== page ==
It features Saiful Razman, Azizan Paiman, Kamal Sabran and Kim Ng, while arts community and space Kapallorek and multi-disciplinary outfit Projek Rabak complete the Malaysian line-up. Oddly, Italian contemporary artist Stefano Cagol is also a part of it.

There is no official representation of Thailand — a diverse art scene that deserved to be represented on the international stage — except from one Thai artist, Pinaree Sanpitak, who was featured in the main show. 

Her body of work addresses womanhood, motherhood, and the self. Inspired by her own experience of motherhood and breastfeeding in the 1990s, Pinaree created earthy canvases depicting the shapes of breasts, eggs and curved profiles. 

The series of big acrylic paintings saw her use gold and silver leaves and silk.  In these, she reflects on the vessel as the body, and the body as the vessel, while still evoking the breast motif. She conceives the body as sacred by referencing Buddhist offering bowls and stupa shrines.

Vietnam has been represented twice in recent years, primarily in 2017 with the collateral show Personal Structures, featuring Nguyen Trung, Ly Tran Quynh Giang and Nguyen Son, and in 2019 when Danish-Vietnamese artist Danh Vo was included in the main show. This year’s main show also sees the inclusion of Thao Nguyen Phan.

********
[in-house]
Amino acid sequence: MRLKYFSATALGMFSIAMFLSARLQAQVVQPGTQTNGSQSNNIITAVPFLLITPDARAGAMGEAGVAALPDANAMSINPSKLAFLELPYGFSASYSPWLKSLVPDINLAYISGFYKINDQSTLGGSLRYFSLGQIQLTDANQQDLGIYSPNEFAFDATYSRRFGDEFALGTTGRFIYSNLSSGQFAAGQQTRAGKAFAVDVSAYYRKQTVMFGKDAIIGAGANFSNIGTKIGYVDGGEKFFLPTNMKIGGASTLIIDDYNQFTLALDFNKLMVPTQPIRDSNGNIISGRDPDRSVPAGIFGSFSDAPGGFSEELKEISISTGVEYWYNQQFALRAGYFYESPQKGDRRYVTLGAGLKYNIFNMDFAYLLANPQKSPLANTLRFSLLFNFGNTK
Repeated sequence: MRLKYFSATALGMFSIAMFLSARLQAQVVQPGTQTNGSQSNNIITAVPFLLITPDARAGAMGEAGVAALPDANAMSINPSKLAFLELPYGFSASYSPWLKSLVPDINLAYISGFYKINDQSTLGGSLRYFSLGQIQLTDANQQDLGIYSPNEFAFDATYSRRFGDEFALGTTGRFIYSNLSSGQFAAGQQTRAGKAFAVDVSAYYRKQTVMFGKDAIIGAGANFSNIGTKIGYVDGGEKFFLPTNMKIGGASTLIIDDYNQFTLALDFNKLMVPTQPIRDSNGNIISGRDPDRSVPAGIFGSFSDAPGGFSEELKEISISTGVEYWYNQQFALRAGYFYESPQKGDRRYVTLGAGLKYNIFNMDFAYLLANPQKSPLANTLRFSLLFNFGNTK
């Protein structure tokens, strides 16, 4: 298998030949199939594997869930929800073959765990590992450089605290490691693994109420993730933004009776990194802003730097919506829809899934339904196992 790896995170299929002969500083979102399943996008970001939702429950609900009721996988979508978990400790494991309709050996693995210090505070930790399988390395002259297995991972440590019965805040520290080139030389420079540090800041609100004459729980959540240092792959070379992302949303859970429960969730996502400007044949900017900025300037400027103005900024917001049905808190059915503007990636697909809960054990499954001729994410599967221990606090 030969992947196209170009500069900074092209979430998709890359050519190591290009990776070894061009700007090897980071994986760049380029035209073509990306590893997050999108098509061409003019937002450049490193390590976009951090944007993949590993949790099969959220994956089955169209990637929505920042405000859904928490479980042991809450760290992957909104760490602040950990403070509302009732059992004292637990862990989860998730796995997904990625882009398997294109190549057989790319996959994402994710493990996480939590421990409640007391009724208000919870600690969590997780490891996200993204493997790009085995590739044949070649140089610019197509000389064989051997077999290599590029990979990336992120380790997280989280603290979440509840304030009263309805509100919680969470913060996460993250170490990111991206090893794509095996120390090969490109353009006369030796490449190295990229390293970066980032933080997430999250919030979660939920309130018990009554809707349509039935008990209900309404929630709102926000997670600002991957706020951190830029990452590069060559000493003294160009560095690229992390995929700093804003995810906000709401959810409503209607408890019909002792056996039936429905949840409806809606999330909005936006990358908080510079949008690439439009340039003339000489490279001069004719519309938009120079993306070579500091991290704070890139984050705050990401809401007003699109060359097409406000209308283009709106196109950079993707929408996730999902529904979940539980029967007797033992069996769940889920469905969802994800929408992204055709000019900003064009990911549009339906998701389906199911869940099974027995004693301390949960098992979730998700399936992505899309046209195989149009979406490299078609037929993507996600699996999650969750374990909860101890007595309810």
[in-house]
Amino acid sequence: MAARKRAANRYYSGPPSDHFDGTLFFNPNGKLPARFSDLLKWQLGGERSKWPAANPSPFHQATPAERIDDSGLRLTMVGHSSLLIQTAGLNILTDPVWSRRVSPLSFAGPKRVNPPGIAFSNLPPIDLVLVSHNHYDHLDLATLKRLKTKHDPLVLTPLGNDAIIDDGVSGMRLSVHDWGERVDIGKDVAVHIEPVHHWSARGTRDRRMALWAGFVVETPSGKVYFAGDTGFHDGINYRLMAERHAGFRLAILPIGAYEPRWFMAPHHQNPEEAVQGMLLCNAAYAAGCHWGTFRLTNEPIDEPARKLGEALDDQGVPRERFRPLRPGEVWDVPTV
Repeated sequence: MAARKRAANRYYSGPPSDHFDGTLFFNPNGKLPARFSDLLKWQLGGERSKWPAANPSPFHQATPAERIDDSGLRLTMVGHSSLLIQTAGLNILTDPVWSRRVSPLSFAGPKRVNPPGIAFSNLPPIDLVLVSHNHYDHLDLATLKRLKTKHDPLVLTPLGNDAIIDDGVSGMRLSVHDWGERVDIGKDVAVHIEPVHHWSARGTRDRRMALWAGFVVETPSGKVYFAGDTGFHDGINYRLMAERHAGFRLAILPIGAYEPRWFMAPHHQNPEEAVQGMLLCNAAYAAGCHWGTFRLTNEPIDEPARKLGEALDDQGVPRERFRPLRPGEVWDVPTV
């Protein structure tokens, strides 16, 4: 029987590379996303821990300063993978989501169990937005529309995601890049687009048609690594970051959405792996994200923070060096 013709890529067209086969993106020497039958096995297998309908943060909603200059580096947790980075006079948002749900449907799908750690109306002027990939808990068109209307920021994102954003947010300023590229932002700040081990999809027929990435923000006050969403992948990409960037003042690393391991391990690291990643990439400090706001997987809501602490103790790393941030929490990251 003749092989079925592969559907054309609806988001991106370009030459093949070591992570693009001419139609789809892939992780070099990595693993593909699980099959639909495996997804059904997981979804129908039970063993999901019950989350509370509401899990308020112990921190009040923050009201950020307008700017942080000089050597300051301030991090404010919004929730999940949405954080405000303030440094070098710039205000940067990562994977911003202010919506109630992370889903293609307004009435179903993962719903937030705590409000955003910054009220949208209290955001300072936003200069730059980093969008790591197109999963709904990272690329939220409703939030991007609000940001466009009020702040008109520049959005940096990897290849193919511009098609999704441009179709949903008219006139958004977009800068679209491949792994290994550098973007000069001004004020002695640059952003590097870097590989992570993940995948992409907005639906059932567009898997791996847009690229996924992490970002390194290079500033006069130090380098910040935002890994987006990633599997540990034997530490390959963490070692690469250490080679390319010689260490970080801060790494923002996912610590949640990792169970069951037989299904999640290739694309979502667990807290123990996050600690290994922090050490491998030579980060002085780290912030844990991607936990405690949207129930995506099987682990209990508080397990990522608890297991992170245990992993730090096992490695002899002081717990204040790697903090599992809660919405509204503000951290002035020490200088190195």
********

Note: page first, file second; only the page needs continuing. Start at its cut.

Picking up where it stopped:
Vo represented Vietnam again this year, as he participated in a collective collateral show at Fondazione Querini Stampalia. He also curated the show together with the museum’s curator Chiara Bertola. He exhibited alongside Park Seo-Bo, known as the father of the Korean Dansaekhwa movement, and the late American sculptor, architect, and designer Isamu Noguchi.

Singapore: only the tip of the iceberg

There have been high expectations for Pulp III: A Short Biography of the Banished Book by Shubigi Rao, the first woman selected to represent the country in a solo exhibition, alongside curator Uta Meta Bauer. At its 10th participation at the Biennale, Singapore is quite serious about Venice. In fact, it signed a 20-year lease for its pavilion space in the Arsenale in 2015. 

Entering the Singapore pavilion on the second floor of the Arsenale’s building, you immediately realise it’s about books. Thin tents resembling paper sheets, with citations in the margins, separated the space. This evoked a three-dimensional approach to the page, which was a metaphorical way to present the work. A video complimented the installation, together with stacks of Rao’s books for people to browse through. 

I remember interviewing Rao in 2015-2016, as she was working on the initial iteration of her Pulp project. She told me that growing up in a remote part of the Himalayas in Darjeeling, India, in the 1970s, she spent all her time with books, to the point where she viewed them as if they were family.